To add your own voice commands, which the talking Pi recognizes as a separate command, it is necessary to first define the command as an expected input.
This increases the detection rate.
Open the file “googlecloudtalkingpi. py” with the following command:

Add the following recognizer. expect_phrase command to the existing phrases:

Replace the placeholder with your own voice command.

Now that we have defined the expected speech input, it is now possible to define the command from actual recognition.
To do this, add the following content to the existing definitions as the file is opened.

Within the newly defined command calls, three different files are called.
The first two files (“/home/pi/I2C-LCD/OwnCommand. py” and “/home/pi/TalkingPi_Befehle/Receiver/YourCommand”) define the actions that are called when the corresponding voice command is executed.

In this example, the first file represents the output on the display and the second file represents the actual command sequence.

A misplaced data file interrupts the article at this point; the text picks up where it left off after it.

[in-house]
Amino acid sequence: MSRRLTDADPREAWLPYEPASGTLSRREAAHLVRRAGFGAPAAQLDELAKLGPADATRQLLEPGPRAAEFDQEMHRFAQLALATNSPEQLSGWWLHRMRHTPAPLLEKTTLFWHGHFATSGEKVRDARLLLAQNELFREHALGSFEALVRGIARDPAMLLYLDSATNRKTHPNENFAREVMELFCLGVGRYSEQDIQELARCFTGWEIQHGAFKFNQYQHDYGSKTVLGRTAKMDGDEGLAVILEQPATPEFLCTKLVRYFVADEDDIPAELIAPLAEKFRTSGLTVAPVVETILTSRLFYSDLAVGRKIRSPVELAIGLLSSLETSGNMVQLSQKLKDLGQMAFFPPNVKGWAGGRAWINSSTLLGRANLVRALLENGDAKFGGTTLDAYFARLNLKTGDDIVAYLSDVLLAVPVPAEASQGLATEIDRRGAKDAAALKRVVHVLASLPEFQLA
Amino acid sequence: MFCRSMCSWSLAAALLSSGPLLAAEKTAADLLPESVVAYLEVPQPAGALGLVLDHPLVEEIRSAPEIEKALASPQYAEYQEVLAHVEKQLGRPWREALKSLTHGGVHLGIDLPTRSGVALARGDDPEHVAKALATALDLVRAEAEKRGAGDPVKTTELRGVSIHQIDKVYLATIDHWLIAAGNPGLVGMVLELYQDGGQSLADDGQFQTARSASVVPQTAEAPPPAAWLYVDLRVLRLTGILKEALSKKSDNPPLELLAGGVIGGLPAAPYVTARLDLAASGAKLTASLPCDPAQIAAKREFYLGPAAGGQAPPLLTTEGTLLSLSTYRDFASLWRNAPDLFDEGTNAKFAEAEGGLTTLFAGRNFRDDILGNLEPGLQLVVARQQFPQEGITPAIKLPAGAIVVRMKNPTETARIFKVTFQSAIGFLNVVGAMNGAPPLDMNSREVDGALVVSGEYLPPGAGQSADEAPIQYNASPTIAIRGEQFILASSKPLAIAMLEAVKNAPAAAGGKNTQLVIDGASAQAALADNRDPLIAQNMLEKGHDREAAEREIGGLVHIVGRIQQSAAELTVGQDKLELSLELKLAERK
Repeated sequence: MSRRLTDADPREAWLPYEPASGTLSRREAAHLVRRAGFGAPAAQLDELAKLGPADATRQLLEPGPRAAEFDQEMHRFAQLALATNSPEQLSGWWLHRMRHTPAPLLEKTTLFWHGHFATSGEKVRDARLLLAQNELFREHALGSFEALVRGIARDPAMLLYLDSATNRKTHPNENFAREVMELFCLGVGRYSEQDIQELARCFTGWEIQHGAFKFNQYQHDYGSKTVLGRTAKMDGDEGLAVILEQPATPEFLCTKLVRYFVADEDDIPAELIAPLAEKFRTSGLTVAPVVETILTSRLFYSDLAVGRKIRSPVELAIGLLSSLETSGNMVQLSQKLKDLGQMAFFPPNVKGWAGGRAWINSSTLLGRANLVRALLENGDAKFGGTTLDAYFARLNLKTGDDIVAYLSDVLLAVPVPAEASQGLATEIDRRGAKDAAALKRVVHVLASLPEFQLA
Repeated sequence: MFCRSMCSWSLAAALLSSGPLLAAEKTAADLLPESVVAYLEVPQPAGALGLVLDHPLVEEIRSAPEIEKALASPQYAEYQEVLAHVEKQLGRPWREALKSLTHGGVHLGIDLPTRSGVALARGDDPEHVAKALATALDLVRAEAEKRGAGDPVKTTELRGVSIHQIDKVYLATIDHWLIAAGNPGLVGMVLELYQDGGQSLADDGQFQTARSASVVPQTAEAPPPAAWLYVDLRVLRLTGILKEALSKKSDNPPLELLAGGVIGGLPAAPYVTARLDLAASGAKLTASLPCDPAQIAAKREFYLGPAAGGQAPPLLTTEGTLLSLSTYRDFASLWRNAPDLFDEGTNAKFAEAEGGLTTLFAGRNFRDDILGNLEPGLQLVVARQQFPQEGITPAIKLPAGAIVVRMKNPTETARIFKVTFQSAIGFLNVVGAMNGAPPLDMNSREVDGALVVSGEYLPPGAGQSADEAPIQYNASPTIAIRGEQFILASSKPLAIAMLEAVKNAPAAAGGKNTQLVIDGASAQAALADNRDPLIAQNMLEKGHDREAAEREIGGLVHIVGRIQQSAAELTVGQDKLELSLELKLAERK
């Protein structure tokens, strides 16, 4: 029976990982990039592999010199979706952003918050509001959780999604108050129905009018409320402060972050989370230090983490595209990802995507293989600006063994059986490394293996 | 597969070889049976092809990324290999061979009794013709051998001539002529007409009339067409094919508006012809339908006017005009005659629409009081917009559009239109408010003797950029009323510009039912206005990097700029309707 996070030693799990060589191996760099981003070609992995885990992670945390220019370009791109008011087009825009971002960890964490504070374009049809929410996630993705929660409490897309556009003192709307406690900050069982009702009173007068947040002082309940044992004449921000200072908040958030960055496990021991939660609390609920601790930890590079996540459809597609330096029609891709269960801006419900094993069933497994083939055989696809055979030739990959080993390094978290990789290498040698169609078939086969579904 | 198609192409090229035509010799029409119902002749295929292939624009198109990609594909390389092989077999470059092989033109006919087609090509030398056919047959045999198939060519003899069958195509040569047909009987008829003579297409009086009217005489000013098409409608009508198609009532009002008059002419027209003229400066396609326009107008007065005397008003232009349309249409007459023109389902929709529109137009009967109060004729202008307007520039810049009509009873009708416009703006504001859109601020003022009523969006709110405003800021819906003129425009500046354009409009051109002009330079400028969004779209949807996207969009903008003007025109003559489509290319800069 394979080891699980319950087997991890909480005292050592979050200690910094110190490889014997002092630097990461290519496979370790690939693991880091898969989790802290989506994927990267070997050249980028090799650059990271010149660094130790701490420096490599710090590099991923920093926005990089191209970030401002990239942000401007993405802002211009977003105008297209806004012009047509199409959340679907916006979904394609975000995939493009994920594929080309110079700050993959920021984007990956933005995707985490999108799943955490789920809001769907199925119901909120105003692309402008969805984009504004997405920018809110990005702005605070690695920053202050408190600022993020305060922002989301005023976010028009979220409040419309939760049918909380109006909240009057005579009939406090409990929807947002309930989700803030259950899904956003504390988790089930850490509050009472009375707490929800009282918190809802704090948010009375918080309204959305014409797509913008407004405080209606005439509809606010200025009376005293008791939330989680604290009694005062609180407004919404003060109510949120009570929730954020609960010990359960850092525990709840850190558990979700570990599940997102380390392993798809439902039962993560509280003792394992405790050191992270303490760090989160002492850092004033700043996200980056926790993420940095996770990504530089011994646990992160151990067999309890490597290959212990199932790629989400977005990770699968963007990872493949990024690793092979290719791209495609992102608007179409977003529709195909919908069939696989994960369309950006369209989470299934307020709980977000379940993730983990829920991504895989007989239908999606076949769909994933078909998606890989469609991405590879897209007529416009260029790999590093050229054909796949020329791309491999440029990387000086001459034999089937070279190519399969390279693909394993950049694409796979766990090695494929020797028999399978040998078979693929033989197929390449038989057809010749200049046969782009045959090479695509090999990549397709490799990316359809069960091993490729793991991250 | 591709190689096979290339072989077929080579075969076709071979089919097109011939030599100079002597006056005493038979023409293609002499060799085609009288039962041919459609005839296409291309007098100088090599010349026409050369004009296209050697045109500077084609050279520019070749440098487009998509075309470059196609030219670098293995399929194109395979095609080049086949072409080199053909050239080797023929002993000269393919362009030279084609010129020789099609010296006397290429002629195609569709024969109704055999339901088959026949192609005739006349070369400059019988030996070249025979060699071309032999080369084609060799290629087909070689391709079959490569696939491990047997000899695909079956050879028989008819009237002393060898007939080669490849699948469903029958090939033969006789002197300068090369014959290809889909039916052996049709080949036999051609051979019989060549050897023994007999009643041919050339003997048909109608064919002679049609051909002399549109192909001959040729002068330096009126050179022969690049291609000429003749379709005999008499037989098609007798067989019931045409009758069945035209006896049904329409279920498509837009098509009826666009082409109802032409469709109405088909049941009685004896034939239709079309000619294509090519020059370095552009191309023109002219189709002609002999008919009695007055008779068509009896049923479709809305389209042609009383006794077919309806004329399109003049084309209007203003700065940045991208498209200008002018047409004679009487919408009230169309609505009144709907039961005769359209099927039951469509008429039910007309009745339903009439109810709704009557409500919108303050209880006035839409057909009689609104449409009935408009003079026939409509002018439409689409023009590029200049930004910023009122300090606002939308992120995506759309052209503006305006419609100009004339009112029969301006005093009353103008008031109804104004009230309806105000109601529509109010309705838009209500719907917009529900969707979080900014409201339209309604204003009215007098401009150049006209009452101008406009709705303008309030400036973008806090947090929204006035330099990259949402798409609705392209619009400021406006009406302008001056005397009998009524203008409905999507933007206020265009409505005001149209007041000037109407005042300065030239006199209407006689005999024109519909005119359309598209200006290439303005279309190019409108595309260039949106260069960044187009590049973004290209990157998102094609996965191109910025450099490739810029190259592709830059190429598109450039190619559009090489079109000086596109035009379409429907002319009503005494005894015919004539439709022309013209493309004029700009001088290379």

The third file defined the sound that will be output as soon as the voice command is detected.
You can of course enter as many files as you like here.

The structure of the three files (display, command, sound) created by us serves only as an overview.
Please note that the files to be executed must still be created by you in the corresponding folders.

You can of course define as many files as you need.
In our standard configuration we have defined the following files for execution.
These can be used for your personal configuration.

Display-Control:

File location: /home/pi/I2C-LCD/[Your File].py

Example:

Sound-Output:

File location: /home/pi/GassistPi/src/resources/[YourSoundFile].wav

Other command file to be executed:

File location: /home/pi/TalkingPi_Befehle/
File format: .sh

Note: The individual command files are subdivided into the following folders: Projector, Light, Computer and Receiver.
You can of course add more categories.
However, please make sure that you specify them correctly when referencing files.

After restarting your talking pi, your new voice command should be recognized and processed successfully.